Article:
Birth Control Apps Make Life Easier, But Women Shouldn't Even Need Them

A blister-pack of birth control pills. Plenty of people think all forms of birth control medications should be available over the counter. For a while, that included President Trump. REUTERS/Eric Gaillard

Ordering birth control or the morning-after pill through a smartphone app has been available for a while. Recently, however, they've drawn the ire of pro-life organizations. As STAT News reported, some states may soon be re-evaluating telemedicine laws that allow some companies like Nurx, Lemonaid and PRJKT Ruby to operate. Doctors associated with these apps review a person's medical history and write prescriptions without requiring an in-office visit.

However, no person in the U.S. actually needs a prescription for emergency contraception, as long as they can afford it. Since June 2013, Plan B has been available over the counter. But without a prescription, some insurers won't cover the morning-after pill, which can cost between $30 and $50, though prices vary.

As STAT noted, some pro-life groups argue that emergency contraception acts like RU486, a pill that can induce an abortion. However, that's not how emergency contraceptive pills like Plan B or Ella work. They may prevent sperm from fertilizing an egg in the first place, which is basically how normal birth control works.

"Anti Abortion Advocates Bent Out Of Shape Over Nurx" @StassaEdwards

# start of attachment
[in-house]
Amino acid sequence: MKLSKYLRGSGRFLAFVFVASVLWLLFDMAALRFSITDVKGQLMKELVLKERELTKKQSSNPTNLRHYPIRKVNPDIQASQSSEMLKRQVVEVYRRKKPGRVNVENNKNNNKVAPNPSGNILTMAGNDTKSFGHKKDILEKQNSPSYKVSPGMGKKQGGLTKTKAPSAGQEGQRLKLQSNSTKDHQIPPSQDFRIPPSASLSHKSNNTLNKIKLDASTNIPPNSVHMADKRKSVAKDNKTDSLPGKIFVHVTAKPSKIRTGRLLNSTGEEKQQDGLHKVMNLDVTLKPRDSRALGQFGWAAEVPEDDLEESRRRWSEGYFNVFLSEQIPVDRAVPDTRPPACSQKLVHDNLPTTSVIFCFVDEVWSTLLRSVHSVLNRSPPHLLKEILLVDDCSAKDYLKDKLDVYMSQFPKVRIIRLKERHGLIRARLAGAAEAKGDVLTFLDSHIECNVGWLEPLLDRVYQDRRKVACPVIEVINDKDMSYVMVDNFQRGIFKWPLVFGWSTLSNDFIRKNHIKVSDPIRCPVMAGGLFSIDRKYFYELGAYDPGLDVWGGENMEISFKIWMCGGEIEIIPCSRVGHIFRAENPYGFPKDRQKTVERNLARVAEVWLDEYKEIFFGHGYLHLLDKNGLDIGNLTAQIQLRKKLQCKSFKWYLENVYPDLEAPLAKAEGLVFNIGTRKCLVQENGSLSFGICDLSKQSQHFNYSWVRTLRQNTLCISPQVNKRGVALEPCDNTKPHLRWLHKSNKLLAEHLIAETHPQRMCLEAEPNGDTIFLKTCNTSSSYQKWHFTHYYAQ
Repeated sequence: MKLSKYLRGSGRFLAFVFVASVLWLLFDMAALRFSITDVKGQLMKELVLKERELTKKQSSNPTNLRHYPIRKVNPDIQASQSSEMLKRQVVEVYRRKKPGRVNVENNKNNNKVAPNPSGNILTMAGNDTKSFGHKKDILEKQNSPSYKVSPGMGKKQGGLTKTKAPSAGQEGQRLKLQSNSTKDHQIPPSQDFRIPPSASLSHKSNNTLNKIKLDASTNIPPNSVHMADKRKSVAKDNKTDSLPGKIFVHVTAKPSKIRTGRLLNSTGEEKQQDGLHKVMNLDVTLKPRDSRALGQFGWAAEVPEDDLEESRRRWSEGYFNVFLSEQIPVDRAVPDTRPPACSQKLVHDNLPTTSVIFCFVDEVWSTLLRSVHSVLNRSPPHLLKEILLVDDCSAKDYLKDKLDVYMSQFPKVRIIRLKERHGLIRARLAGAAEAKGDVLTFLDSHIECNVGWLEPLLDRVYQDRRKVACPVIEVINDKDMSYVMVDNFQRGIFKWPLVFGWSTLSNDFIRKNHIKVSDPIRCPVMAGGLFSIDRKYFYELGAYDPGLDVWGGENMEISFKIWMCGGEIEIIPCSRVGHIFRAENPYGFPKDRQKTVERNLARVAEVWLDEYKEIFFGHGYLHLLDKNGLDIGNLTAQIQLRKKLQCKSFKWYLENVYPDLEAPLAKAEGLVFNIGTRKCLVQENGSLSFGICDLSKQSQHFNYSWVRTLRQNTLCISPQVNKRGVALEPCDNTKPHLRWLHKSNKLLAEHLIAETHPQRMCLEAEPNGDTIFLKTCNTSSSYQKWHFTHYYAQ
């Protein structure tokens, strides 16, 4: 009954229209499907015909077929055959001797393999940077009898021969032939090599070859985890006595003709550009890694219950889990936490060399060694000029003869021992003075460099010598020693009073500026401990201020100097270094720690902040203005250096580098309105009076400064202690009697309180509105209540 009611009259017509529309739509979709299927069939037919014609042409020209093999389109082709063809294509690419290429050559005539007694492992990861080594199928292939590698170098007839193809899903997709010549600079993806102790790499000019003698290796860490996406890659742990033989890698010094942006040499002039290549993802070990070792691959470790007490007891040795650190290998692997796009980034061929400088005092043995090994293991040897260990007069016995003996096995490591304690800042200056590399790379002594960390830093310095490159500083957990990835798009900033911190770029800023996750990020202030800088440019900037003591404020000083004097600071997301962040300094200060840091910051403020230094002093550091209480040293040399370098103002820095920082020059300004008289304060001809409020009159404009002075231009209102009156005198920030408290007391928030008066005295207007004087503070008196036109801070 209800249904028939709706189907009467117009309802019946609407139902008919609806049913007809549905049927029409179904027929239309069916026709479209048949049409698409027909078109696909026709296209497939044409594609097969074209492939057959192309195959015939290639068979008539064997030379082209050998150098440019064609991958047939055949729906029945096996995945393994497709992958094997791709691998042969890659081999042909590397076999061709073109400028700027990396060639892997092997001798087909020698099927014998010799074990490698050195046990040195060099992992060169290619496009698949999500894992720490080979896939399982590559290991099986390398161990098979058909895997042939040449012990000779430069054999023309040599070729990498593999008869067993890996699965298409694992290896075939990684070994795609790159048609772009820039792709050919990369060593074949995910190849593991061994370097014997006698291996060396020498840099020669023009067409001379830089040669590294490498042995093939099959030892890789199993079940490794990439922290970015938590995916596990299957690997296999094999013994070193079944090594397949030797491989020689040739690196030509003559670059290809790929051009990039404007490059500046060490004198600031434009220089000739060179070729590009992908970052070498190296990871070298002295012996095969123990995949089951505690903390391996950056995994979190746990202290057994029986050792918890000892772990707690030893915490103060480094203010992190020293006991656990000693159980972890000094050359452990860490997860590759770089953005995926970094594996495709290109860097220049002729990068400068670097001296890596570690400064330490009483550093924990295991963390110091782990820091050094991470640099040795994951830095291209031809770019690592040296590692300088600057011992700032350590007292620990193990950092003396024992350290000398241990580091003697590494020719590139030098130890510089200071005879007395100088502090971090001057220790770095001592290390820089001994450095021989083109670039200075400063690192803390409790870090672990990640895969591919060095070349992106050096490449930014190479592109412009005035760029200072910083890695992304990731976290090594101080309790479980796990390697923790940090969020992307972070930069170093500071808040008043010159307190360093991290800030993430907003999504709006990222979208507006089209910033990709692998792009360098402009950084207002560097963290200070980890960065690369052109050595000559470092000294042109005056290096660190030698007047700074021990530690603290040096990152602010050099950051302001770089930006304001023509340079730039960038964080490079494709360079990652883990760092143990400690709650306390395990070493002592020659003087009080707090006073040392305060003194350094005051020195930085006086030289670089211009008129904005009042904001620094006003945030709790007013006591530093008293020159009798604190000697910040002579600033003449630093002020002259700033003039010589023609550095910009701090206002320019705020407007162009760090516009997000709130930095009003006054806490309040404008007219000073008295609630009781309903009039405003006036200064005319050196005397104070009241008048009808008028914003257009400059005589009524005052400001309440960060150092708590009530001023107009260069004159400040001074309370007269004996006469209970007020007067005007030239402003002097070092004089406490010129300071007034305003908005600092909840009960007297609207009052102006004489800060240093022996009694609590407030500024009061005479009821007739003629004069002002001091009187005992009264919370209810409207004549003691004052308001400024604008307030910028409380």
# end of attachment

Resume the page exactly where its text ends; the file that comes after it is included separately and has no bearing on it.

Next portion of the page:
— nurx (@nurxapp) October 24, 2017

So why aren't normal birth control pills available over the counter too? Some people think they should be. That includes the American College of Obstetricians and Gynecologists, which has officially endorsed the idea.

"A potential way to improve contraceptive access and use, and possibly decrease the unintended pregnancy rate, is to allow over-the-counter access to oral contraceptives," the organization stated in a 2012 document.

In lieu of making the pills available over the counter, some states have found other ways to cut a doctor's visit out of the process. Several states, including Oregon, California and Colorado, now allow pharmacists to write prescriptions for birth control.

Another one-time, notable supporter of making birth control available over the counter: President Trump. He once expressed his support for eliminating the prescription requirement for birth control. Of course, his administration hasn't taken the same approach. A White House memo allegedly endorsed the ineffective "rhythm" method of birth control, and the Republican Party's platform specifically criticized the availability of "powerful contraceptives" over the counter.